Sheet of neurons simulation
David M. Senseman
senseman at lucy.brainlab.utsa.edu
Fri Feb 19 08:32:04 EST 1993
In article <HUNTER.93Feb18144818 at work.nlm.nih.gov> Hunter at nlm.nih.gov writes:
>Francis Burton asks:
> On behalf of a colleague, I am looking for software that can be used to
> simulate large networks of connected neurons.
>Well, there are many public domain (or nearly so) neural network simulators
>out there that can do arbitrary topologies and update rules, at least with a
>little bit of programming. IMHO, by far the best, both in terms of what
>comes with the system and how easy it is to program to meet specific needs,
>is the Xerion system from University of Toronto. It has wonderful graphical
>interfaces (X windows) and runs on practically any Unix/X platform. It is
>originally designed for use in machine learning and on artificial neural
>nets, but I think it offers a good possibility for adaptation to natural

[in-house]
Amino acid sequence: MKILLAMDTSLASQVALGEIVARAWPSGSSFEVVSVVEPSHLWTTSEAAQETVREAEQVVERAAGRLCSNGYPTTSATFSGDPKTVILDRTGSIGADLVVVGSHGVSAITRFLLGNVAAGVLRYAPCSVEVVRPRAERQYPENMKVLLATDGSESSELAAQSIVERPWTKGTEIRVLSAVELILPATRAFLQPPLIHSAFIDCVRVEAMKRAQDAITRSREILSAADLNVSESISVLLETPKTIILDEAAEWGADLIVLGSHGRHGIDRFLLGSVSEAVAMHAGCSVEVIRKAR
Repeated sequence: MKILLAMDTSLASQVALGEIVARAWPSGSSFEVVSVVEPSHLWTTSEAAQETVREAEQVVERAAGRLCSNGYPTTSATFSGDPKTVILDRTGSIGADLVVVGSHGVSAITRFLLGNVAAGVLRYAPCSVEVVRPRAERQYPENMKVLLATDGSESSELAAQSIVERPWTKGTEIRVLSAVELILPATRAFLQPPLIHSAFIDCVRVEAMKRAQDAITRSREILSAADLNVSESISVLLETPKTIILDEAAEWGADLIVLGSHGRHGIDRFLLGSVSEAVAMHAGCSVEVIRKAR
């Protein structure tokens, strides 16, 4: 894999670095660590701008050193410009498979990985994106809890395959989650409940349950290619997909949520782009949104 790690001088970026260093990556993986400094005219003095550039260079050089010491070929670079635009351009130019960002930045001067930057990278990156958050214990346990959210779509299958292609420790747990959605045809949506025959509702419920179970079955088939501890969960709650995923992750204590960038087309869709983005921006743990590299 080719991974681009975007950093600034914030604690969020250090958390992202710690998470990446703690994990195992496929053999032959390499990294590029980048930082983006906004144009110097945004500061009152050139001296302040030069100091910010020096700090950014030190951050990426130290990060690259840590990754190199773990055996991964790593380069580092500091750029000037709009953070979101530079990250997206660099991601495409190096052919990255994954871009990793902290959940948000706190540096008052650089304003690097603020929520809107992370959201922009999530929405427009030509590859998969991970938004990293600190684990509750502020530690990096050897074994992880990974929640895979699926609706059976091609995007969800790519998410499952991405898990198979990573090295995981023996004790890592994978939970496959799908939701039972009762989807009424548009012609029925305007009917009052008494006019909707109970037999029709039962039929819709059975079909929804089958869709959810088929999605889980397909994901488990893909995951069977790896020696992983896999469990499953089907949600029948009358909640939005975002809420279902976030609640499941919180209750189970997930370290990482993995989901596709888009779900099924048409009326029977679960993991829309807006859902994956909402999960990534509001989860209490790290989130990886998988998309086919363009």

>neural network simulation.
The original posting asked for something to run "on a PC." This sounds
unlikely to run on a PC even if it were running an X server.
However, if you can get a hold of a UNIX based workstation, (Sparc,
SGI, HP, IBM, etc), you might want to check out the Caltech Neurosimulator
called "GENESIS". GENESIS also sports a very nice X-windows based
front-end called "XODUS" (what else :).
Unlike Xerion which was primarily designed for "non-biological"
neural networks (i.e. back-propagation, etc.), GENESIS was
designed from the beginning to model REAL neurons. In fact GENESIS
has a group of commands that generates "sheets of neurons"
and synaptically connects them to other sheets. Real HHK action
potentials, Calcium channels, dendrtitic spines, etc, etc...
I'm at home so I don't have all the details here, but if any
one is interested, they can contact me by E-Mail.
Again this program MUST be run on a UNIX box that supports
X-Windows. If all you have is a PC, then this isn't for you.
David M. Senseman, Ph.D. | Imagine the Creator as a low
(senseman at lonestar.utsa.edu) | comedian, and at once the world
Life Sciences Visualization Lab | becomes explicable.
University of Texas at San Antonio | H.L. Mencken
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